upflow ph filter

jenie16February 23, 2011

I have well and will be replacing the pipes in my home soon. The plumber had said I should have a water conditioner put in before I do the pipes (reason for the pipe replacement is pin holes...hence the conditioner). The water man I went to told me I have a low ph and really need a ph system, an upflow with 2 ball valve bypass. It would run $700.00 installed. Then he said, get the pipes replaced and at that point he would put a water conditioner in (app. $1000-1500). It seems to make sense and (I think) his prices are average??. Does anyone have any thoughts?

The area I live in is known for acidic water. I also have high nitrates. That's what the conditioner would be for.

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"Does anyone have any thoughts? "

Get your water tested by an independent test agency, i.e.,someone that does not sell water treatment of any kind.

If you have potable water that is of a low pH, replace your piping with CPVC or PEX, not copper. Unless your water is incredibly acid, there are no health issues thereof.

A water softener won't do diddly for acid. Softeners may be neccessary for very hard water, but hard water is also not a health concern.

Once you know what condition(s) you're treating for, a sensible plan is easily arrived at.

P.T.Barnum should have been in the water treatment business.

    Bookmark   February 23, 2011 at 3:27PM
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A few questions/comments:

1) What does your plumber mean by "water conditioner?" What, precisely, is the unit he that is being recommended?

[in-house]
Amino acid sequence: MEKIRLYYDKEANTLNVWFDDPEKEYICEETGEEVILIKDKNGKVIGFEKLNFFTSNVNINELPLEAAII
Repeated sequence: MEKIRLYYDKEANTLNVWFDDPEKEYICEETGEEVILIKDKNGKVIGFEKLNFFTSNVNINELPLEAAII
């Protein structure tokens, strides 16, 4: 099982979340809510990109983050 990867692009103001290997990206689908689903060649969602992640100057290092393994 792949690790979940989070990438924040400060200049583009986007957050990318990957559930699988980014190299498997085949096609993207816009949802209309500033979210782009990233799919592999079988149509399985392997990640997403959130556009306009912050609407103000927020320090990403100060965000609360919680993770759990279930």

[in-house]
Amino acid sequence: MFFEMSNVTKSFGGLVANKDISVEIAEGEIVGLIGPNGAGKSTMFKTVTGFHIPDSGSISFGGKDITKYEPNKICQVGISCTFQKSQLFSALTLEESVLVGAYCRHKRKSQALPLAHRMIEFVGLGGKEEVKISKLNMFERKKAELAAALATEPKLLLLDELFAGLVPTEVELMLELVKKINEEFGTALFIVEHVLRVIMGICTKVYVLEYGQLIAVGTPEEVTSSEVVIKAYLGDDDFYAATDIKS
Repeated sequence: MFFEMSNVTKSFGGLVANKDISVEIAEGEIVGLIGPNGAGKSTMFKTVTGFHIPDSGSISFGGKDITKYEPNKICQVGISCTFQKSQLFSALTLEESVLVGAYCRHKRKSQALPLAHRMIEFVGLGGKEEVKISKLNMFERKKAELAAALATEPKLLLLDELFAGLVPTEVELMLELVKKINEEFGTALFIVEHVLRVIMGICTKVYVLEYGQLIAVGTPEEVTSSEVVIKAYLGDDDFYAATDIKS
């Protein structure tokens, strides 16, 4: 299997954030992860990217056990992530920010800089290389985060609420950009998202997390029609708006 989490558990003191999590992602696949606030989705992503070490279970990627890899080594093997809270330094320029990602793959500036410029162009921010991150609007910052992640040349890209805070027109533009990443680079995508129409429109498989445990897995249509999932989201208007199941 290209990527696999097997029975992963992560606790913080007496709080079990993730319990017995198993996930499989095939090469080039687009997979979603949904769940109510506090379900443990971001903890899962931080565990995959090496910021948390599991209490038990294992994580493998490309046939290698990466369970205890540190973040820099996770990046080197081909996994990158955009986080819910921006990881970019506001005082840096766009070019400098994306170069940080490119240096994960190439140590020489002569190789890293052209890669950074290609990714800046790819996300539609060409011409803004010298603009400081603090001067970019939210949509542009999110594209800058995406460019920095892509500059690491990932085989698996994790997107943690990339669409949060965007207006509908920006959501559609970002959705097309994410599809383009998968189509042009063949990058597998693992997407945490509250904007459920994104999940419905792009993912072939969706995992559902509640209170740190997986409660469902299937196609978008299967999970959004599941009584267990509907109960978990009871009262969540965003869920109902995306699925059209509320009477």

2) What pH is your water?
3) If your pH is low enough, it will have to be raised, Raising the pH will increase hardness, which may then require a water softener.
4) An independent water test is necessary. You want to know: hardness, alkalinity, TDS, pH, sulfates, nitrates, bacteria (if you are on a well). Once you have the necessary information, we can provide help, rather than guesswork.

    Bookmark   February 23, 2011 at 4:58PM
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The plumber basically meant something needs to be done about my water or I'll still have the same problem. He was not specific.
The ph was 5.0, TDS 63, hardness 60. iron .1, nitrate 10, hydrogen sulfide NO. The water man spoke of getting the conditioner later for the nitrate (in NJ a house can not be sold if the nitrates or other things are high.

    Bookmark   February 23, 2011 at 5:49PM
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Okay, pH is definitely low and should be raised. Now, what are the units on the other contaminants? There is a HUGE difference between 60 gpg and 60 ppm (mg/L) hardness. 60 gpg = 1026 ppm.

You need to insist that the people you are dealing with be specific. If a plumber or water treatment pro or anyone else can't or won't be specific they either 1) think you are stupid, 2) are incompetent or, 3) are lying.

    Bookmark   February 23, 2011 at 7:08PM
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All other units were using PPM. Sorry, that was my fault. I didn't realize there were different units.

    Bookmark   February 23, 2011 at 7:26PM
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